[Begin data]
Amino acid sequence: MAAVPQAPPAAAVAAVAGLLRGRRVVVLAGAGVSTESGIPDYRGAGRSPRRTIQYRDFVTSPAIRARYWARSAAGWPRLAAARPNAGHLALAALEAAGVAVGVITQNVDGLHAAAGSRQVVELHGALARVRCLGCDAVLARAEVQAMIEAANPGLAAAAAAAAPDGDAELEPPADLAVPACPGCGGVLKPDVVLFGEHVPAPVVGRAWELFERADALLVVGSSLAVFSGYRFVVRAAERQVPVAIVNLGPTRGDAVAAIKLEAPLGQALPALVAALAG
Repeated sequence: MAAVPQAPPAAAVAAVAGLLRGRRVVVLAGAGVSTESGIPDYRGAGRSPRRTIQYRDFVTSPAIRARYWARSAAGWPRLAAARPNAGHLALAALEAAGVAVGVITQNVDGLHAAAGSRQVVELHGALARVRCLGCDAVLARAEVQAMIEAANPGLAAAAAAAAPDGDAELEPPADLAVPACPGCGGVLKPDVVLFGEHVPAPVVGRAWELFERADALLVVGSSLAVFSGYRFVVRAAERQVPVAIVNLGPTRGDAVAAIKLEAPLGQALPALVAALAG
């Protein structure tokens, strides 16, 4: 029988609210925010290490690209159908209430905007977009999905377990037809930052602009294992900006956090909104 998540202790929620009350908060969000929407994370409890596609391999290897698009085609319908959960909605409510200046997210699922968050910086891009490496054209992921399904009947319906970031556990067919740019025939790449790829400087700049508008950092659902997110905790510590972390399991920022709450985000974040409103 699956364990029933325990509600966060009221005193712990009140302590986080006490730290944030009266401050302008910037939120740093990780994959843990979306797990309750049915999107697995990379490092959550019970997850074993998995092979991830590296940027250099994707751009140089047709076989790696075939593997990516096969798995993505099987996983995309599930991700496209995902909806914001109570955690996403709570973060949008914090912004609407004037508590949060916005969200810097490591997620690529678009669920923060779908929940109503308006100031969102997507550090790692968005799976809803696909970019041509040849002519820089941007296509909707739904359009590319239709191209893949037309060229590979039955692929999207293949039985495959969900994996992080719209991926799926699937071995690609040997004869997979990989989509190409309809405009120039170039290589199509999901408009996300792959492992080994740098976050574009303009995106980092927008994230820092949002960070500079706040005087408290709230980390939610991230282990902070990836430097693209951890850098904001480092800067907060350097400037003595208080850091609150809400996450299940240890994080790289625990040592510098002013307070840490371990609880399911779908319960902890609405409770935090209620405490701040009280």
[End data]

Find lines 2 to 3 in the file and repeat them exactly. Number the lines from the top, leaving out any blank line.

Repeated sequence: MAAVPQAPPAAAVAAVAGLLRGRRVVVLAGAGVSTESGIPDYRGAGRSPRRTIQYRDFVTSPAIRARYWARSAAGWPRLAAARPNAGHLALAALEAAGVAVGVITQNVDGLHAAAGSRQVVELHGALARVRCLGCDAVLARAEVQAMIEAANPGLAAAAAAAAPDGDAELEPPADLAVPACPGCGGVLKPDVVLFGEHVPAPVVGRAWELFERADALLVVGSSLAVFSGYRFVVRAAERQVPVAIVNLGPTRGDAVAAIKLEAPLGQALPALVAALAG
């Protein structure tokens, strides 16, 4: 029988609210925010290490690209159908209430905007977009999905377990037809930052602009294992900006956090909104 998540202790929620009350908060969000929407994370409890596609391999290897698009085609319908959960909605409510200046997210699922968050910086891009490496054209992921399904009947319906970031556990067919740019025939790449790829400087700049508008950092659902997110905790510590972390399991920022709450985000974040409103 699956364990029933325990509600966060009221005193712990009140302590986080006490730290944030009266401050302008910037939120740093990780994959843990979306797990309750049915999107697995990379490092959550019970997850074993998995092979991830590296940027250099994707751009140089047709076989790696075939593997990516096969798995993505099987996983995309599930991700496209995902909806914001109570955690996403709570973060949008914090912004609407004037508590949060916005969200810097490591997620690529678009669920923060779908929940109503308006100031969102997507550090790692968005799976809803696909970019041509040849002519820089941007296509909707739904359009590319239709191209893949037309060229590979039955692929999207293949039985495959969900994996992080719209991926799926699937071995690609040997004869997979990989989509190409309809405009120039170039290589199509999901408009996300792959492992080994740098976050574009303009995106980092927008994230820092949002960070500079706040005087408290709230980390939610991230282990902070990836430097693209951890850098904001480092800067907060350097400037003595208080850091609150809400996450299940240890994080790289625990040592510098002013307070840490371990609880399911779908319960902890609405409770935090209620405490701040009280």